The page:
Mobile phone company lied about "unlimited data", but that's OK says ASA


unlimited: not limited or restricted in terms of number, quantity, or extent.

It seems that the Advertising Standards Agency (ASA) has a problem interpreting the standard dictionary definition of “unlimited”, because it has ruled in favour of a mobile phone company which used the word before “data” but really meant “250MB per month”.

Yes, it’s one of those words that should bring joy to the hearts of consumers (well, unless it precedes “torture” or “bills” or some other unpleasantness) — and yet so many tech-related companies abuse it mercilessly.

The ASA has already proved itself ineffectual in complaints against broadband providers who boast of “unlimited data plans” and yet cap or throttle users for breaking the obscure “fair use” policies…

Apple forced to drop misleading iPhone ads


Turns out that the 3G iPhone isn’t “really fast” after all. In fact, by saying so, Apple broke Advertising Standards Agency rules.The ASA upheld complaints by 17 people who said that their iPhone 3G was anything but fast, and that the TV advert had misled them.

The ad, if you’ve not seen it, goes on and on about how the iPhone 3G is ‘really fast’, and shows maps and news sites appearing in milliseconds. 3G’s good, but even in central London it’s not that good. Apple, therefore, will not be able to broadcast the advert again in its current state.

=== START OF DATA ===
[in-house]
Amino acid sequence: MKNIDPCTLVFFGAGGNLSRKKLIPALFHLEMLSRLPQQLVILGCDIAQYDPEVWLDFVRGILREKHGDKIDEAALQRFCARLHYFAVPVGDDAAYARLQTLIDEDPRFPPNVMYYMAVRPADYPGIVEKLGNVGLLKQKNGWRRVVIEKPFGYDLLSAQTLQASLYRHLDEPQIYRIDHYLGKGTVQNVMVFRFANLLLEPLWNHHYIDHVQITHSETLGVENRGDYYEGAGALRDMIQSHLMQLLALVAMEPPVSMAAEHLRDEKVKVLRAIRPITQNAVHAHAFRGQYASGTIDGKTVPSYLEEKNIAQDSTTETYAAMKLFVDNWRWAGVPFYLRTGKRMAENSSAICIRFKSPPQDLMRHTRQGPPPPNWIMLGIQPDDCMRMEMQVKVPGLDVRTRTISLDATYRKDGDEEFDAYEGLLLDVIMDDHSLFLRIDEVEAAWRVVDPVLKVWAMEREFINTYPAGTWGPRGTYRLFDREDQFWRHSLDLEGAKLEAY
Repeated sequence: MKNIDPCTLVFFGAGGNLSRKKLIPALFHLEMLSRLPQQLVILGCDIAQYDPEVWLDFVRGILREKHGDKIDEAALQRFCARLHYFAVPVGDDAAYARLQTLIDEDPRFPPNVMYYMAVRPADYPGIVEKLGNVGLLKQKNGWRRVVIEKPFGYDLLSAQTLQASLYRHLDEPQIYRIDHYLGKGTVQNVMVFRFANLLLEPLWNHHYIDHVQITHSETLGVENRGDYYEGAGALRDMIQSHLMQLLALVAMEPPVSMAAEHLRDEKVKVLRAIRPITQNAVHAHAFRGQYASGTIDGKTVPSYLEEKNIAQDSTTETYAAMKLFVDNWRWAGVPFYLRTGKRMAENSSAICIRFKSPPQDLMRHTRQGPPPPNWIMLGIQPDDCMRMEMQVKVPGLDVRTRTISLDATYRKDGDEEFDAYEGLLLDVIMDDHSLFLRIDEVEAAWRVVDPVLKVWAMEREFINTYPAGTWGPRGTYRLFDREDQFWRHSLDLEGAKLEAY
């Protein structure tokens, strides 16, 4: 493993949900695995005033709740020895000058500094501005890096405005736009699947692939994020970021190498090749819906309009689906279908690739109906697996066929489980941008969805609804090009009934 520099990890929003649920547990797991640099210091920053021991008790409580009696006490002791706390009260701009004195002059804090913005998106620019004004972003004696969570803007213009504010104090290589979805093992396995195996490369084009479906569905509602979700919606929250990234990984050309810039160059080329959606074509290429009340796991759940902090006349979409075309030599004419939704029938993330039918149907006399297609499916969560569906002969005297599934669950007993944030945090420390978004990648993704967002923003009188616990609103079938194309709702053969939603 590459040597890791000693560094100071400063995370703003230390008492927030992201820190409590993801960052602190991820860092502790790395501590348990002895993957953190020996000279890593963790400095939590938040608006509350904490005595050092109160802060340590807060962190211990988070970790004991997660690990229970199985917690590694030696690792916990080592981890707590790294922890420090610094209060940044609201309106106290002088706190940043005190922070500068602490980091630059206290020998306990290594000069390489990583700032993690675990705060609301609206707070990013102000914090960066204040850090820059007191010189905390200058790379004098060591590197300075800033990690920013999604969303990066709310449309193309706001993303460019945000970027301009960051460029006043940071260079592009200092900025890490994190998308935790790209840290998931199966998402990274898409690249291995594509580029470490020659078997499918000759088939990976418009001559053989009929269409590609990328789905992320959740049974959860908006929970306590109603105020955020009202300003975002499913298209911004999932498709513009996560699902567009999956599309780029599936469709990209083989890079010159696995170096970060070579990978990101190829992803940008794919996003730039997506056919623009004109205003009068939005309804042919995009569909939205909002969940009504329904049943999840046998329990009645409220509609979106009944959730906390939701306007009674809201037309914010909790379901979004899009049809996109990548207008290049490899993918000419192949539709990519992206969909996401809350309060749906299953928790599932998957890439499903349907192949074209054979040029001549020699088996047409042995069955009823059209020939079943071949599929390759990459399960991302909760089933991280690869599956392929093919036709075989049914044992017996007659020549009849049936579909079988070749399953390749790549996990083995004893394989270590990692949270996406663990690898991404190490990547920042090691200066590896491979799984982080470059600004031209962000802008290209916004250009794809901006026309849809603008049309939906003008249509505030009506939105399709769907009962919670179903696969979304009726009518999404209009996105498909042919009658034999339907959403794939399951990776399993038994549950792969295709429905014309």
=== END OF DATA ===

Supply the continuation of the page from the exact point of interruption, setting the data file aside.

No word whether a new version of the ad will include 20-second ‘loading’ pauses and random Safari crashes.

ASA’s ajudication (via the Big British Castle)

Related posts: Apple to be sued over iPhone web browser because it makes pages smaller | Apple releases iPhone firmware 2.2: better maps, Mail, Safari, podcasts, call quality

Vodafone radio ad banned, it zips through T&Cs too fast


The Advertising Standards Agency has been busy vetting technology ads recently. No sooner has it finished rapping Apple for misleading iPhone ads, or Virgin Media for sending bullet-hole mail through people’s letterboxes, then it’s on Vodafone’s case for blurting out the terms and conditions too quickly on a recent radio ad.

A whale-eared listener complained to the watchdog because the words were so fast that it was hard to hear the message. To be honest, I’m of the opinion that there are always several reams worth of finely printed contractual legalese attached to any product, and am happy for the cursory nod any radio advertiser gives to them to be over with as possible…